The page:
Of course, one of the problems is that I do not know the answers to ASK Questions 7, 8 and 9. And the answer to ten might be “twist to the left two turns”–or is that considered condescending?
Funny to have stumbled on your post, Tom. Not sure if you know – I actually was a founding team member of Ask.com from 1996 to 2006, and much of the question answering technology was my creation. Indeed the most popular questions were the most generic and seemingly stupid (for instance, “why is poop brown” or “why did the chicken cross the road?”). Little did I know back then (when I didn’t care about wine) that our paths would cross in this fashion! Cool topic.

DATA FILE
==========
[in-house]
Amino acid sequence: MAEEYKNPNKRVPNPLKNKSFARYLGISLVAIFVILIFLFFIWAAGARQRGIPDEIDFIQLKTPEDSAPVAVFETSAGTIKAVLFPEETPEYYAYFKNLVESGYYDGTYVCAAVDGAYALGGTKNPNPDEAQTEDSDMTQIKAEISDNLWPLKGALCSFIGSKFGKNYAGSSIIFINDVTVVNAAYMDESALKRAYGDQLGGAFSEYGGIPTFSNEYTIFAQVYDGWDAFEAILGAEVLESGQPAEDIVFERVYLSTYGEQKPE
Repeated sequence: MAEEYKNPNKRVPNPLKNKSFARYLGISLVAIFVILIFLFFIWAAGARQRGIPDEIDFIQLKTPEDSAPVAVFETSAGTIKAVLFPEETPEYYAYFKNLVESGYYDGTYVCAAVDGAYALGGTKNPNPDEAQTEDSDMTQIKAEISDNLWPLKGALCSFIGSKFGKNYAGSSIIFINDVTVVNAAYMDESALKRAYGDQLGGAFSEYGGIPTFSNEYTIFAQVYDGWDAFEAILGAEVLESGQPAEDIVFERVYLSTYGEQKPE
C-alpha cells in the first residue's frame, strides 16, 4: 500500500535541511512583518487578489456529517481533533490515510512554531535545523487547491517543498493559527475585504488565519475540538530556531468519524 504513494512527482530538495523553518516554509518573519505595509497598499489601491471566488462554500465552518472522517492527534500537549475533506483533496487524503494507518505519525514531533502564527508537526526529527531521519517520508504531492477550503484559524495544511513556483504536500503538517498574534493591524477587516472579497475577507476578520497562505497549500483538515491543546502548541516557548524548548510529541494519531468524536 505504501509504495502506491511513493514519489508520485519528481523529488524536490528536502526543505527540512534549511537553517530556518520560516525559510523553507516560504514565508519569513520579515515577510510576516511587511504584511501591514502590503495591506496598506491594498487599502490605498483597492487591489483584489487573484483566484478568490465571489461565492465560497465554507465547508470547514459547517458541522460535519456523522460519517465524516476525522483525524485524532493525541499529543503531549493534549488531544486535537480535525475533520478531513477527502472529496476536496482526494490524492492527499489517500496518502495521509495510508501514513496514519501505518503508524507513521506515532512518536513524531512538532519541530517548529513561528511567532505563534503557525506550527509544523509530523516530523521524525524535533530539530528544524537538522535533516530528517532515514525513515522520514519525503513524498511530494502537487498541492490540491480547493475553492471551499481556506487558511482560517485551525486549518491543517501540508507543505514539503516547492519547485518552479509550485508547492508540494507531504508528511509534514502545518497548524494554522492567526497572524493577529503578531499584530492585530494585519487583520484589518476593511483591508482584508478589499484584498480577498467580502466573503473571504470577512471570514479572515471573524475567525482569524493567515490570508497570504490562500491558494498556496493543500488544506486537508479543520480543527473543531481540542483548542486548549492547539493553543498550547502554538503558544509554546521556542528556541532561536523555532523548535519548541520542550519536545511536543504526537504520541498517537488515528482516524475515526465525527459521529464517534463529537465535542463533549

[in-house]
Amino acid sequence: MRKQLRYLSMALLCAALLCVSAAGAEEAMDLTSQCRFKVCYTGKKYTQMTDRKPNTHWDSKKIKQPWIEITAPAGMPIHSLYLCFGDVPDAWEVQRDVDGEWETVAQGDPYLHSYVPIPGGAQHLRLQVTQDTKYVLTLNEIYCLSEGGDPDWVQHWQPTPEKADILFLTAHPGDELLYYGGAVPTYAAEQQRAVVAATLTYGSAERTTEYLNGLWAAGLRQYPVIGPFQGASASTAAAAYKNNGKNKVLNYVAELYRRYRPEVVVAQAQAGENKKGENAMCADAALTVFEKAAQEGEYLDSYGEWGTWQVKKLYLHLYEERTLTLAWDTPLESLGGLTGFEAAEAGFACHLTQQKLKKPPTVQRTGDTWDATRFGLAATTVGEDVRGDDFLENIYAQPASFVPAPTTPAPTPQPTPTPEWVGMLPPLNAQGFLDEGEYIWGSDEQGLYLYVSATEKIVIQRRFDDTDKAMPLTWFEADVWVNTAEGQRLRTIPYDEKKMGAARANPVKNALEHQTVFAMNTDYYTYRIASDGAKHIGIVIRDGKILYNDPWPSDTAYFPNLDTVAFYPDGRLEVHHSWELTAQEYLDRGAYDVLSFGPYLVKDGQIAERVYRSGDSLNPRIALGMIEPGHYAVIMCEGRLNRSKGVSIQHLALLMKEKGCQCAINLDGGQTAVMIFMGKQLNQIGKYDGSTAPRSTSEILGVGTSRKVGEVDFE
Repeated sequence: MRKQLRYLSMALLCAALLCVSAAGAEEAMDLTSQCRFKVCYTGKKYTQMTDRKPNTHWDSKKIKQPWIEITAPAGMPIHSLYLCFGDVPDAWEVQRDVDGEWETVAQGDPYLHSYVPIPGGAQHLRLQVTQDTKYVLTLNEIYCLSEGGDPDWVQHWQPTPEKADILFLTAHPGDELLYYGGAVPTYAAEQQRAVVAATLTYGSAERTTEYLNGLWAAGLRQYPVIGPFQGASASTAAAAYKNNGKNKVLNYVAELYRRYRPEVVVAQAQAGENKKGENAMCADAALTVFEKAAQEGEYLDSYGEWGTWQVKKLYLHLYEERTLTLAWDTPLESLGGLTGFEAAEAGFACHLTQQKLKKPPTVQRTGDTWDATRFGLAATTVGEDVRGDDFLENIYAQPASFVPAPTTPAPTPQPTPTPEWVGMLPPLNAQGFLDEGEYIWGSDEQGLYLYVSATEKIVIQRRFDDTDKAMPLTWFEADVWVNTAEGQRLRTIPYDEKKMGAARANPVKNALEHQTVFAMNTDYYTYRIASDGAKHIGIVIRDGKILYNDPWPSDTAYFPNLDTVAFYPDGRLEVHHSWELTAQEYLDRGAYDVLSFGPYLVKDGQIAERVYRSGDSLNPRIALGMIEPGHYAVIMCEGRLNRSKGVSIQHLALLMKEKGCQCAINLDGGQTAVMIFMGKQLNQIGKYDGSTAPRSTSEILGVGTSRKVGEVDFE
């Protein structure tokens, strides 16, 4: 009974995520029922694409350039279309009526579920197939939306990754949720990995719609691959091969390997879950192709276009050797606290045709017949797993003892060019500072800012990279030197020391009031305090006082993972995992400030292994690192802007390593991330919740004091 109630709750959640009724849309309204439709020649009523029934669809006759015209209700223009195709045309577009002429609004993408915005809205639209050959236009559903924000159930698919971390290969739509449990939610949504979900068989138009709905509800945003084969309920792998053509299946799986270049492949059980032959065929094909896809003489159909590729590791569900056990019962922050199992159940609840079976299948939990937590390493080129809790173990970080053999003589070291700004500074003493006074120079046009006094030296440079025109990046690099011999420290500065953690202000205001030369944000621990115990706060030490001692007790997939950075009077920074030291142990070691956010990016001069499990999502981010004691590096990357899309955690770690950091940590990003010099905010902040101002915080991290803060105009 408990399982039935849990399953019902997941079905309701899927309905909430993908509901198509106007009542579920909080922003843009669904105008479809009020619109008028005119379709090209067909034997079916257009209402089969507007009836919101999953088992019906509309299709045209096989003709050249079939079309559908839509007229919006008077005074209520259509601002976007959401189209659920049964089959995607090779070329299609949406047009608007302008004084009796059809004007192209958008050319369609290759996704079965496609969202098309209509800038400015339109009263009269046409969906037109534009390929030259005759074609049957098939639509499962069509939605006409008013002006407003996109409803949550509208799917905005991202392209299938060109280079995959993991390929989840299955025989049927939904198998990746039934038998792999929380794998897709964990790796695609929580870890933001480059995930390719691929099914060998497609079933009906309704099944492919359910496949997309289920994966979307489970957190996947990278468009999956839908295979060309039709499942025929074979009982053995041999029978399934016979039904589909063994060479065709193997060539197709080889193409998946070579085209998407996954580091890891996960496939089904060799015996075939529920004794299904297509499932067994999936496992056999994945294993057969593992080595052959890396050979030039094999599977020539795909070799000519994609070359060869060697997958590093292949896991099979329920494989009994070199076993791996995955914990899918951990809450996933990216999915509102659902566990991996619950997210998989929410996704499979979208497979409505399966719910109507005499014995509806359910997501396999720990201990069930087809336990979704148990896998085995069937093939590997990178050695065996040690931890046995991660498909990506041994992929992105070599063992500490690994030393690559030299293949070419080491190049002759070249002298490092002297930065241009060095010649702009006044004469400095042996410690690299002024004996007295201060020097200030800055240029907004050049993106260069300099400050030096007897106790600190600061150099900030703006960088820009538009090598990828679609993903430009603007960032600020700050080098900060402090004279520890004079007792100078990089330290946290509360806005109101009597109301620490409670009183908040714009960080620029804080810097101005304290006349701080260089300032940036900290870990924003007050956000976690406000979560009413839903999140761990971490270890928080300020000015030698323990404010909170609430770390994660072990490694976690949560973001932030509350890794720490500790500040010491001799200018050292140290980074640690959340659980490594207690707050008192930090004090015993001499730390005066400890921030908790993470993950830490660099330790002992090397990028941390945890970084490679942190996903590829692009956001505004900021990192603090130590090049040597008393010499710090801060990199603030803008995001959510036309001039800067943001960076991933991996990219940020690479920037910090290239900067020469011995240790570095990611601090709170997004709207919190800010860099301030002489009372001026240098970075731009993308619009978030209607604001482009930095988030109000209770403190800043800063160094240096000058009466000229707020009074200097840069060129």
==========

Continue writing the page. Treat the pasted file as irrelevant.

These aren’t questions from people who drink wine, but questions from people stumped in the middle of a game of “wine trivia” who desperately seek an answer so they can get this damn contest over and get to bed.
Yes, It’s right… You have to manage all these things…
That list can’t be right. Where is “Why can’t I order wine from a store in another state?”
The god of wine is, obviously, Ehren Jordan! But seriously, it always strikes me that the more comfortable people feel with wine, the less snobby they are. The snobs who like to show off their knowledge are just insecure. And by the way I don’t know the answers to 1 and 9!
“Those of us in the industry and who spend most of our time with folks that have deep knowledge of wine never confront these questions.” Very true, and this is at the heart why the vast majority of people who read wine blogs are other people who write wine blogs.